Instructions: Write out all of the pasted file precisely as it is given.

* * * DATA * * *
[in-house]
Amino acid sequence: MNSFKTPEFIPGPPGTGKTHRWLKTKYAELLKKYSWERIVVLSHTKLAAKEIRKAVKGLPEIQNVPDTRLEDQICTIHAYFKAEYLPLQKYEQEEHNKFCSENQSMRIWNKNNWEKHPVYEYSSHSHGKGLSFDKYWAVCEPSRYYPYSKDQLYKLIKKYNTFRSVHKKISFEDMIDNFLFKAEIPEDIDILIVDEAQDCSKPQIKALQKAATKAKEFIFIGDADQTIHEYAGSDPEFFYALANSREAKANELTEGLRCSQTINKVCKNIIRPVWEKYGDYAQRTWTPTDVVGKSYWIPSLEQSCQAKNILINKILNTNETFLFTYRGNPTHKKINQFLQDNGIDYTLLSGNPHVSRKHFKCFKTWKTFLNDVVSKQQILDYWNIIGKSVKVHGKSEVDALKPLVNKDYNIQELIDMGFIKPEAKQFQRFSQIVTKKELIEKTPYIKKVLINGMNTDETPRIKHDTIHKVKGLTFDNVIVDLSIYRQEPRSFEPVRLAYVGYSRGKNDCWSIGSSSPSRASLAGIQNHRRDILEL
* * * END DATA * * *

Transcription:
[in-house]
Amino acid sequence: MNSFKTPEFIPGPPGTGKTHRWLKTKYAELLKKYSWERIVVLSHTKLAAKEIRKAVKGLPEIQNVPDTRLEDQICTIHAYFKAEYLPLQKYEQEEHNKFCSENQSMRIWNKNNWEKHPVYEYSSHSHGKGLSFDKYWAVCEPSRYYPYSKDQLYKLIKKYNTFRSVHKKISFEDMIDNFLFKAEIPEDIDILIVDEAQDCSKPQIKALQKAATKAKEFIFIGDADQTIHEYAGSDPEFFYALANSREAKANELTEGLRCSQTINKVCKNIIRPVWEKYGDYAQRTWTPTDVVGKSYWIPSLEQSCQAKNILINKILNTNETFLFTYRGNPTHKKINQFLQDNGIDYTLLSGNPHVSRKHFKCFKTWKTFLNDVVSKQQILDYWNIIGKSVKVHGKSEVDALKPLVNKDYNIQELIDMGFIKPEAKQFQRFSQIVTKKELIEKTPYIKKVLINGMNTDETPRIKHDTIHKVKGLTFDNVIVDLSIYRQEPRSFEPVRLAYVGYSRGKNDCWSIGSSSPSRASLAGIQNHRRDILEL